Éclairs…where do I even begin? They are so delicate, so rich, so luxurious. However, if you decide to make a french pastry, you need to go all out. I mean the finest chocolate, exact measurements, following the recipe to a T.
I obviously decided to go big, and tested out Pierre Hermé’s recipe for Chocolate Éclairs. Considering he is the youngest person ever to be named France’s Pastry Chef of the Year, this is an authentic, intricate recipe with several delicious components 😀
I began with the chocolate sauce, which is used in the chocolate glaze. (The recipe actually makes a lot more than you will need the glaze, so you will have some left over to dip fruit, make chocolate milk….the possibilities are endless). The recipe called for:
- 4.5 oz. bittersweet chocolate, finely chopped
- 1 cup water
- 1/2 cup heavy cream
- 1/3 cup sugar
I placed all the ingredients in a heavy-bottomed sauce pan and brought the mixture to a boil. Stirring constantly, I then reduced the heat to low and continued stirring with a spoon until the sauce thickened (about 10 minutes). You’ll know that the sauce is done when the sauce sticks to the back of you spoon.
I made this sauce in the morning before yoga, and then began the chocolate cream filling in the afternoon. Yes, this was basically a whole day affair. But if you ask me, it was a great way to spend a Sunday!
The chocolate cream filling called for:
- 2 cups whole milk
- 4 large egg yolks
- 6 T Sugar
- 3 T cornstarch
- 7 oz. Bittersweet chocolate (melted)
- 2.5 T unsatled butter
In a small sauce pan, I brought the milk to a boil. While I was waiting for the milk to heat, I combined the yolks, sugar and cornstarch together in a heavy-bottomed sauce pan. When the milk was boiling, I slowly tempered it into the egg mixture by whisking in a couple spoonfuls of milk.I continued to whisk the eggs and slowly poured the rest of the milk into the tempered yolks.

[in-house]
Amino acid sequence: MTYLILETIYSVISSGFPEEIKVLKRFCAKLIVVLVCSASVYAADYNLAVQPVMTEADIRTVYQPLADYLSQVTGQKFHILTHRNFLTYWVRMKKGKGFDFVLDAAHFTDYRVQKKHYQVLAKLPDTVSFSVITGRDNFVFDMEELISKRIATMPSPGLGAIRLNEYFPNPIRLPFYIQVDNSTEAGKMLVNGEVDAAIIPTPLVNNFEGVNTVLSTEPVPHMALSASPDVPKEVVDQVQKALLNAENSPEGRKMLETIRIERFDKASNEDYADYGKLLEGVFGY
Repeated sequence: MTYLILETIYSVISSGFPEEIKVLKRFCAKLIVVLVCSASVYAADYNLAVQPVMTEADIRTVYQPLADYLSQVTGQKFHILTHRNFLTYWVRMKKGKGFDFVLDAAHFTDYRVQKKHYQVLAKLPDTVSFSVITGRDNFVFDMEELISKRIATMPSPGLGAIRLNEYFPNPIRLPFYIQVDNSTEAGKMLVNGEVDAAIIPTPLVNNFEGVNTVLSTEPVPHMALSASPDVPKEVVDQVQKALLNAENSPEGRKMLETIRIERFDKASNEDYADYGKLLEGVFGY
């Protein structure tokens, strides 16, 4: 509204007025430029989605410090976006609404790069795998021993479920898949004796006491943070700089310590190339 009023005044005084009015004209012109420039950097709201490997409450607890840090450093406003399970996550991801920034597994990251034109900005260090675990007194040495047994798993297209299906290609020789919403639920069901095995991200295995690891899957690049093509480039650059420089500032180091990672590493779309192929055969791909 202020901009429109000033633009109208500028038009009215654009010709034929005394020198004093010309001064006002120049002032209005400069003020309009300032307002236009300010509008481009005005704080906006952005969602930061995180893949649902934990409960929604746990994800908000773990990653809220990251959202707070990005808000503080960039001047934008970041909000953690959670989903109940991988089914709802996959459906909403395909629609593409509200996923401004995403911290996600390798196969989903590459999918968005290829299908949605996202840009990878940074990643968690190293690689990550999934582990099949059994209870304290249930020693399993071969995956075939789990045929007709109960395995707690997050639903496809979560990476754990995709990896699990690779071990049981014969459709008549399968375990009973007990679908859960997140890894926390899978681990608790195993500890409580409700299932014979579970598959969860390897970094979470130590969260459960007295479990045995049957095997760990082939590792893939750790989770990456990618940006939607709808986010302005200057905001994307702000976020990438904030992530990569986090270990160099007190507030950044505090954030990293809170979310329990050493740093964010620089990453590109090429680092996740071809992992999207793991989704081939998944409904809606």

I then made sure that none of the eggs had scrambled (and made sure to remove any that had), and poured the mixture back into the sauce pan while whisking vigorously (yes this gave me a GREAT arm work out) until the mixture returned to a boil. I continued whisking for a couple minutes, and then stirred in the melted chocolate.
Next I spooned the pastry cream in to a small bowl and set it in an ice-water bath to stop the cooking process. My ice bath was a little ghetto, but I think it did the trick. I made sure to stir the cream as it cooled to ensure that it kept its smooth texture.
Once the cream had cooled a bit, I mixed in the butter in four installments. I then returned the cream to the ice bath and let it cool completely (and stirred it occasionally) before I put it in the fridge.
At that point, I decided it was time for a breather, and went on a walk through central park with my roommate. It was nice to take a little breather and enjoy the sunshine!
Once I got back, I tackled the dough (choux pastry, aka pate a choux). The dough called for the following ingredients:
- 1/2 cup whole milk
- 1/2 water
- 1 stick unsalted butter (cut into 8 pieces)
- 1/4 teaspoon sugar
- 1/4 teaspoon salt